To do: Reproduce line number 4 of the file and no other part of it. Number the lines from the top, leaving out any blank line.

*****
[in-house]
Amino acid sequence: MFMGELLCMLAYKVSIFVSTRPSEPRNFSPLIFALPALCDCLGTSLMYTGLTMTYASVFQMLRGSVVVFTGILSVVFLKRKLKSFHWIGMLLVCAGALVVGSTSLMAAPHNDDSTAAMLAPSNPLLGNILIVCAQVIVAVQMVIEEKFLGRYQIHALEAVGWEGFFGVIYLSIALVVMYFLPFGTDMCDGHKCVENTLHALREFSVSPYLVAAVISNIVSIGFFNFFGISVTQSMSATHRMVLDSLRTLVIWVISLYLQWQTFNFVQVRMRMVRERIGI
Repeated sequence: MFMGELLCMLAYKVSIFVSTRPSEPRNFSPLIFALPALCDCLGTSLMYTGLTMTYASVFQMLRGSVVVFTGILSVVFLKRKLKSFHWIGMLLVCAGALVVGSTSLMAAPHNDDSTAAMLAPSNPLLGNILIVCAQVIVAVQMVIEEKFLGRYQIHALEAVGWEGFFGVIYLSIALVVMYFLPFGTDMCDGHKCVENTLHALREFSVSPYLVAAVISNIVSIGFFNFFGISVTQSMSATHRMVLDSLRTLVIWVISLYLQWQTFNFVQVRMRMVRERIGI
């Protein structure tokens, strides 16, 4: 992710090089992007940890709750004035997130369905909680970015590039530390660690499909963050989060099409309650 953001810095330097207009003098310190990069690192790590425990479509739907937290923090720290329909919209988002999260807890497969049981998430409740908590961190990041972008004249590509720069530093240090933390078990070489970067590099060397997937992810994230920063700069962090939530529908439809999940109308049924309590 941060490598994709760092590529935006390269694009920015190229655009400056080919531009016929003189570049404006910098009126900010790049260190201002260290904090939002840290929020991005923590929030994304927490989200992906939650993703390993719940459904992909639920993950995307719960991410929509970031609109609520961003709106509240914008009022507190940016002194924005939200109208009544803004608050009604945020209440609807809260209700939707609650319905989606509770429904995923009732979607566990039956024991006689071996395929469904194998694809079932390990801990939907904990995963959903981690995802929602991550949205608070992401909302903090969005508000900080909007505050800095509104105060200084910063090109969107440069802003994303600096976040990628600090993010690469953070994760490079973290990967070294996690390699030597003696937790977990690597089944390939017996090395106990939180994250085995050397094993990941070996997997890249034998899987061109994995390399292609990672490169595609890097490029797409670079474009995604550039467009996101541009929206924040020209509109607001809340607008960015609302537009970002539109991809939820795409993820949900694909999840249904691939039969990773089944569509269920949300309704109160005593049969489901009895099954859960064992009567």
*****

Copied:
């Protein structure tokens, strides 16, 4: 992710090089992007940890709750004035997130369905909680970015590039530390660690499909963050989060099409309650 953001810095330097207009003098310190990069690192790590425990479509739907937290923090720290329909919209988002999260807890497969049981998430409740908590961190990041972008004249590509720069530093240090933390078990070489970067590099060397997937992810994230920063700069962090939530529908439809999940109308049924309590 941060490598994709760092590529935006390269694009920015190229655009400056080919531009016929003189570049404006910098009126900010790049260190201002260290904090939002840290929020991005923590929030994304927490989200992906939650993703390993719940459904992909639920993950995307719960991410929509970031609109609520961003709106509240914008009022507190940016002194924005939200109208009544803004608050009604945020209440609807809260209700939707609650319905989606509770429904995923009732979607566990039956024991006689071996395929469904194998694809079932390990801990939907904990995963959903981690995802929602991550949205608070992401909302903090969005508000900080909007505050800095509104105060200084910063090109969107440069802003994303600096976040990628600090993010690469953070994760490079973290990967070294996690390699030597003696937790977990690597089944390939017996090395106990939180994250085995050397094993990941070996997997890249034998899987061109994995390399292609990672490169595609890097490029797409670079474009995604550039467009996101541009929206924040020209509109607001809340607008960015609302537009970002539109991809939820795409993820949900694909999840249904691939039969990773089944569509269920949300309704109160005593049969489901009895099954859960064992009567």